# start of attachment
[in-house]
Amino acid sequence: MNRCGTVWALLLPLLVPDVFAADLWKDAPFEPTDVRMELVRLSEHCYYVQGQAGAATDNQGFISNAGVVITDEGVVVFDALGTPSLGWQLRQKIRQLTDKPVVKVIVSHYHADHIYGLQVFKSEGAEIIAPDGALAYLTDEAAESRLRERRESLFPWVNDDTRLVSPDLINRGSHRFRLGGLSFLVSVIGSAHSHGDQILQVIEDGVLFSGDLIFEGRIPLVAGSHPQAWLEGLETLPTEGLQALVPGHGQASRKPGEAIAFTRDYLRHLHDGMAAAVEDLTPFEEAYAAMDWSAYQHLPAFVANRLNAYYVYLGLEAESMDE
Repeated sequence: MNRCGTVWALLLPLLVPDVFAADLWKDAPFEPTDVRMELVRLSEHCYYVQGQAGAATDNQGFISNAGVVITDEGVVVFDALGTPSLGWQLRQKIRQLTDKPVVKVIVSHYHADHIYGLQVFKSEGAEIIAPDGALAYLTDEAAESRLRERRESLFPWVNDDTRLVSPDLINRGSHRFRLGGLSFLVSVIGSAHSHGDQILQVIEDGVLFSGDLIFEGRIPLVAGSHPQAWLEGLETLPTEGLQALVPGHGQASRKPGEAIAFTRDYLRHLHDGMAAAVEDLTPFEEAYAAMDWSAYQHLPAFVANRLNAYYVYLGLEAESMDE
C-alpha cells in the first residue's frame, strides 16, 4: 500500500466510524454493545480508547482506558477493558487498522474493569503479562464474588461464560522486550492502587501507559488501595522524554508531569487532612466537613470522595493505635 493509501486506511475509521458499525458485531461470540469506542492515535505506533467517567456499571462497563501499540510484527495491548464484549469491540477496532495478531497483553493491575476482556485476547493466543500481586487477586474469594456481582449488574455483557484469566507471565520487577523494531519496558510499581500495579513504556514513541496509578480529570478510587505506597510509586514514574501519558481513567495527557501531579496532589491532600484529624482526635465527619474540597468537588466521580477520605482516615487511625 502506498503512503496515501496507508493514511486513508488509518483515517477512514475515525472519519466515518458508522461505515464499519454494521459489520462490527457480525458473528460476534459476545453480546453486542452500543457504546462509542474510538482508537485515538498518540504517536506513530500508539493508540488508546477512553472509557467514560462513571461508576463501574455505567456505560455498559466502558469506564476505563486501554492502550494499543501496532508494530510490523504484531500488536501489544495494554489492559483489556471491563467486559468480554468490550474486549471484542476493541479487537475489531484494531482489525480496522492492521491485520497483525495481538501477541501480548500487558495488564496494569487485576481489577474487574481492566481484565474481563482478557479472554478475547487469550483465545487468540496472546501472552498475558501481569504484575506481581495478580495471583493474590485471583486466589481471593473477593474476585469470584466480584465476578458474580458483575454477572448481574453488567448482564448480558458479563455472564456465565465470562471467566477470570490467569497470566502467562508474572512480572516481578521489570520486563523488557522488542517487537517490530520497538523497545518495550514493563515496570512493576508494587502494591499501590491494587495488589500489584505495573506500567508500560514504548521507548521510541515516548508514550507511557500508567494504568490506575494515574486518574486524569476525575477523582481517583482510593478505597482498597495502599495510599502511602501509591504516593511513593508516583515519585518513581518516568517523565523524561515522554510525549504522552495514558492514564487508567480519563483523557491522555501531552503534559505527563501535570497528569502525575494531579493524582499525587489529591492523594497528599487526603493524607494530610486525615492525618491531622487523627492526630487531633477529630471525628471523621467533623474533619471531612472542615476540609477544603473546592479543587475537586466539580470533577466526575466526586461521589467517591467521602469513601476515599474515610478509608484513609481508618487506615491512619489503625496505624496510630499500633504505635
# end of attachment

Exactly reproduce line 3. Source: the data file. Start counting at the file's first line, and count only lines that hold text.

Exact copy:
Repeated sequence: MNRCGTVWALLLPLLVPDVFAADLWKDAPFEPTDVRMELVRLSEHCYYVQGQAGAATDNQGFISNAGVVITDEGVVVFDALGTPSLGWQLRQKIRQLTDKPVVKVIVSHYHADHIYGLQVFKSEGAEIIAPDGALAYLTDEAAESRLRERRESLFPWVNDDTRLVSPDLINRGSHRFRLGGLSFLVSVIGSAHSHGDQILQVIEDGVLFSGDLIFEGRIPLVAGSHPQAWLEGLETLPTEGLQALVPGHGQASRKPGEAIAFTRDYLRHLHDGMAAAVEDLTPFEEAYAAMDWSAYQHLPAFVANRLNAYYVYLGLEAESMDE